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Tramore RNLI Name New D-Class Lifeboat 'Isabella Purchase'

13th September 2015
Tramore-lifeboat
‘Isabella Purchase’ takes to the sea following the official naming ceremony in Tramore on Saturday 12 September

Tramore RNLI officially named their new D-class lifeboat Isabella Purchase during a ceremony at the National Lifeguard Training Centre in Tramore on Saturday. The honour of naming the new lifeboat went to Mrs Sally Mongey, wife of the late Finn Mongey. Finn was the Lifeboat Operations Manager for Tramore RNLI Lifeboat Station from when it re-opened in 1964 until his retirement in 1984.

The lifeboat was named in honour of Mrs. Ivy Purchase, who was known as Isabella, and who died in September 2012, leaving her estate to the Royal National Lifeboat Institution (RNLI) to provide a lifeboat in her name. She lived in Midhurst, West Sussex and was a long-time supporter of the charity. The new lifeboat, which has already launched four times on service since its arrival, replaces the Trá Mhór lifeboat, which was placed on service on 30 June 2005 and launched 127 times, rescuing 100 people, over its lifetime.

Tramore RNLI was the first Irish lifeboat station to receive the original of the D-class lifeboats in 1964. They were specially developed by the RNLI for inshore rescues carried out close to land and hard to access areas.
The D-class lifeboat is built at a cost of €62,000 and has been the workhouse of the charity for nearly 50 years. It is inflatable, robust and highly manoeuvrable, capable of operating much closer to the shore than the all-weather lifeboats. It is especially suited to surf, shallow water and confined locations, often close to cliffs, among rocks or caves. It measures five-metres in length and can carry three crewmembers on board. It has an endurance of three hours at sea, at its maximum speed of 25 knots.

Peter Crowley of the RNLI Irish Council accepted the lifeboat on behalf of the Institution before handing her over into the care of Tramore Lifeboat Station. Speaking during the handover he said,

‘As marine leisure activity around our coast increases, the demand for our rescue services grows in tandem with this increased activity. In Tramore the station’s lifeboat crew have rescued a total of 54 people in the last five years. One can only imagine the life changing impact of these rescues on both the casualties and the volunteer crew members who performed them. I thank you for your invaluable contribution and I am in awe of your selflessness and dedication.’

A photo posted by Afloat Magazine (@afloat.ie) on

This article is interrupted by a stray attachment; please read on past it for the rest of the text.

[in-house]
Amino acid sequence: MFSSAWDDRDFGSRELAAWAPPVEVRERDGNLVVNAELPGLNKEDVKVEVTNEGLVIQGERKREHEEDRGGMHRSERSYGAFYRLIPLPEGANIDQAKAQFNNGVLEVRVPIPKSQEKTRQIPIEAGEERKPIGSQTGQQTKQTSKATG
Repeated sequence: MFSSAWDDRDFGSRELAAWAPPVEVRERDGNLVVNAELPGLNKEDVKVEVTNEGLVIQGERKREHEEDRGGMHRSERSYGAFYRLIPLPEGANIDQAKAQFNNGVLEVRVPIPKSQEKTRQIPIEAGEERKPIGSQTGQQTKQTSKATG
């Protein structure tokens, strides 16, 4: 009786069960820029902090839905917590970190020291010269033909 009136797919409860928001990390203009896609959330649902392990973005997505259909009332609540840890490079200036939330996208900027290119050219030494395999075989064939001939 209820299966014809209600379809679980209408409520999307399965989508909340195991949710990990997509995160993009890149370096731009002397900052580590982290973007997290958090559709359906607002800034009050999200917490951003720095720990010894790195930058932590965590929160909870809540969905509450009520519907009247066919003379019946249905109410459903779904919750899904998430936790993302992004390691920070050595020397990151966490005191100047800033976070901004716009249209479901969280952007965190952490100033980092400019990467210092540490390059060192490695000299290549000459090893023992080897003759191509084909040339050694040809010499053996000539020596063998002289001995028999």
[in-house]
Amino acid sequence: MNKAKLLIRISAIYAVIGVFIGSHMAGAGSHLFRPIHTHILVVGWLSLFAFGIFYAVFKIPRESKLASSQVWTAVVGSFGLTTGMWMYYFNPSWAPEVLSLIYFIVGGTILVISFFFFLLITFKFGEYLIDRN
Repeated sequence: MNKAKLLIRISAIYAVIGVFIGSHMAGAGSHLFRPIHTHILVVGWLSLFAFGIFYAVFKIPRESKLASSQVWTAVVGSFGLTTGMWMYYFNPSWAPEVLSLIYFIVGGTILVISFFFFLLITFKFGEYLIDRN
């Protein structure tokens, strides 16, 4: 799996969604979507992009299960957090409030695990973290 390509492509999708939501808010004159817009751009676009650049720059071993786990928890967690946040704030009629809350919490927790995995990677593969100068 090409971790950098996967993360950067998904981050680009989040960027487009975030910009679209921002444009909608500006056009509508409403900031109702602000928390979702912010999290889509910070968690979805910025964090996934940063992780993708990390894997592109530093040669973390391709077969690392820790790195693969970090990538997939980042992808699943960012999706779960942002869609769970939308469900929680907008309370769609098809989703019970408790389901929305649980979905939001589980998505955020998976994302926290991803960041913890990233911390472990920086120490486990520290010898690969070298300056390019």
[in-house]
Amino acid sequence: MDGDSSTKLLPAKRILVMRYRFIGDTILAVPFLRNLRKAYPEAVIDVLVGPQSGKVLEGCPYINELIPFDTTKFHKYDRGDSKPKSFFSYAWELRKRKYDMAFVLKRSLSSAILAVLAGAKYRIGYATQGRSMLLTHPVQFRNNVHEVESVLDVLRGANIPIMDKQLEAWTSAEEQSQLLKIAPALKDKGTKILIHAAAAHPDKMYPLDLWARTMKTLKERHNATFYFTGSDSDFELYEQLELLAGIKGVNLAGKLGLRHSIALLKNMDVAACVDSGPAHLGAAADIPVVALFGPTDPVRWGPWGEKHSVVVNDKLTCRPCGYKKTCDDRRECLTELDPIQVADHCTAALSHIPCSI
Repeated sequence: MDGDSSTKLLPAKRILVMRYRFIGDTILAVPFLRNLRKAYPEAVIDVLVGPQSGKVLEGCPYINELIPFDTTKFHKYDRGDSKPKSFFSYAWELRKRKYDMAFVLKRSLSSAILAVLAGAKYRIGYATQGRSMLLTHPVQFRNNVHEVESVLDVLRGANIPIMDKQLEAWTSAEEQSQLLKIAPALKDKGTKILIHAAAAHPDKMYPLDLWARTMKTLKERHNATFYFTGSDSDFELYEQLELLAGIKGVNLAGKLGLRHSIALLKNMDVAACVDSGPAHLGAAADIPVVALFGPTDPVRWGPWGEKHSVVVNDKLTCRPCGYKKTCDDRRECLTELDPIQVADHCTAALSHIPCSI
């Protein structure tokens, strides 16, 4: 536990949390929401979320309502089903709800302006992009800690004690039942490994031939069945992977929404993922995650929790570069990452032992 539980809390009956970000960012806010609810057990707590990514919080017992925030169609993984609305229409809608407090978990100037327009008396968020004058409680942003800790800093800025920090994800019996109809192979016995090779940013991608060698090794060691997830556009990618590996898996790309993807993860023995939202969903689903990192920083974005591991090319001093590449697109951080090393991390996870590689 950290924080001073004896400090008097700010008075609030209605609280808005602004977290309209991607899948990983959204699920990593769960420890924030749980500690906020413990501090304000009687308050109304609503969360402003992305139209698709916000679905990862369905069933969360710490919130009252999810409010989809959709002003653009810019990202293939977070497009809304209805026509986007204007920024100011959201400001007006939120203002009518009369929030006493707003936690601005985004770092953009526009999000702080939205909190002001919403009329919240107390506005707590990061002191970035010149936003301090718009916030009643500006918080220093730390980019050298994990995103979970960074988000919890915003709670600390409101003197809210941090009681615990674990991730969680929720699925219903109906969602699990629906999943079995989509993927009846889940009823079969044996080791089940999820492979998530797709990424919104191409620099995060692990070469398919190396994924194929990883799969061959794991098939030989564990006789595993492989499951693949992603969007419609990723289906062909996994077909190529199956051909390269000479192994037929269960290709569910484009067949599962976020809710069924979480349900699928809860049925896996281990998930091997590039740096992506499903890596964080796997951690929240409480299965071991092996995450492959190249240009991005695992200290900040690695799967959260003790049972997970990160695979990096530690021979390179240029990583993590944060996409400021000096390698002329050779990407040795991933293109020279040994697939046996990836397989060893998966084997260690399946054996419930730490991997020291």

Mrs. Sally Mongey, wife of former Tramore RNLI Lifeboat Operations Manager Finn Mongey officially names the station’s new D-class lifeboat ‘Isabella Purchase’ assisted by the station’s current Lifeboat Operations Manager Derek Musgrave

‘Every naming ceremony for a new lifeboat is a special occasion and today we are honouring Mrs. Isabella Purchase and her generous life-saving gift to the Institution and the people of Tramore.
‘We couldn’t operate our lifeboat without the dedication of our volunteers. The crew in Tramore provide an outstanding service to their community. There is nothing greater that a person could offer and they deserve nothing less than the best in lifeboats, equipment and training that the RNLI offers. May our lifeboat crew come home safely in the Isabella Purchase and may they bring many home to safety.’

Among the platform party at the service were Mr. Len Bell, Chairman of Tramore Lifeboat Station who welcomed guests and opened proceedings; Peter Crowley, RNLI Irish Council member who accepted the lifeboat on behalf of the RNLI and handed her into the care of the station; Derek Musgrave, Tramore RNLI Lifeboat Operations Manager, who accepted the lifeboat on behalf of the station; Frank Nolan, President of the Tramore Lifeboat Station, who proposed the Vote of Thanks and Mrs Sally Mongey, who officially named the lifeboat.

Fr. Shane O’Neill and The Very Reverend Maria Janssen lead the Service of Dedication and music was provided by the Doirdan Male Choral Ensemble, Mr. Damien Kehoe, Mrs Claire Musgrave and Mrs. Cecelia Kehoe.

In a special moment during the ceremony three of Tramore RNLI’s volunteer lifeboat crew received their Long Service Badges and Certificates for 20 years’ service to the life-saving charity. They were Raymond Cowman, Brian Kavanagh and Stephen Murray.